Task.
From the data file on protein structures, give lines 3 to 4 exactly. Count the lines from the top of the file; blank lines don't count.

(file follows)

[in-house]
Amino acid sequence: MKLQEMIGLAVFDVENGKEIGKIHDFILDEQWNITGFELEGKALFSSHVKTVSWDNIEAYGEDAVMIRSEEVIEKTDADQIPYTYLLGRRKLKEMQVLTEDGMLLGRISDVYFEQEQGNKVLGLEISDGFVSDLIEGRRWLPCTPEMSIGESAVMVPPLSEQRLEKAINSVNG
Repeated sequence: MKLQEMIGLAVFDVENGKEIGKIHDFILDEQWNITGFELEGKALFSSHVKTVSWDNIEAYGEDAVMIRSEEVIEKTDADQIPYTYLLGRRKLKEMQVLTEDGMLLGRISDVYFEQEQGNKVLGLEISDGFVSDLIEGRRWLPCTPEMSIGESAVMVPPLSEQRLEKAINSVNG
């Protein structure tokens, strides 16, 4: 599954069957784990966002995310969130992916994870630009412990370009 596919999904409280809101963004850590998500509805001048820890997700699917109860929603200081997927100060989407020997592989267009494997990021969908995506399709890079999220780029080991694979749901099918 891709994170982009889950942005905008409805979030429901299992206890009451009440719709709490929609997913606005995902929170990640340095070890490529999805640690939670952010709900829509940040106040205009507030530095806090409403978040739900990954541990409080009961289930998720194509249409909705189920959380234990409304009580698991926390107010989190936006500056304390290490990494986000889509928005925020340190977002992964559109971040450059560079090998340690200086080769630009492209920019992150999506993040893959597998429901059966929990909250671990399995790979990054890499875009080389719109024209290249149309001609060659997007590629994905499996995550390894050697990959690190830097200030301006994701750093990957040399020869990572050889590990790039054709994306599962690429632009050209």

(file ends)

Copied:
Repeated sequence: MKLQEMIGLAVFDVENGKEIGKIHDFILDEQWNITGFELEGKALFSSHVKTVSWDNIEAYGEDAVMIRSEEVIEKTDADQIPYTYLLGRRKLKEMQVLTEDGMLLGRISDVYFEQEQGNKVLGLEISDGFVSDLIEGRRWLPCTPEMSIGESAVMVPPLSEQRLEKAINSVNG
């Protein structure tokens, strides 16, 4: 599954069957784990966002995310969130992916994870630009412990370009 596919999904409280809101963004850590998500509805001048820890997700699917109860929603200081997927100060989407020997592989267009494997990021969908995506399709890079999220780029080991694979749901099918 891709994170982009889950942005905008409805979030429901299992206890009451009440719709709490929609997913606005995902929170990640340095070890490529999805640690939670952010709900829509940040106040205009507030530095806090409403978040739900990954541990409080009961289930998720194509249409909705189920959380234990409304009580698991926390107010989190936006500056304390290490990494986000889509928005925020340190977002992964559109971040450059560079090998340690200086080769630009492209920019992150999506993040893959597998429901059966929990909250671990399995790979990054890499875009080389719109024209290249149309001609060659997007590629994905499996995550390894050697990959690190830097200030301006994701750093990957040399020869990572050889590990790039054709994306599962690429632009050209």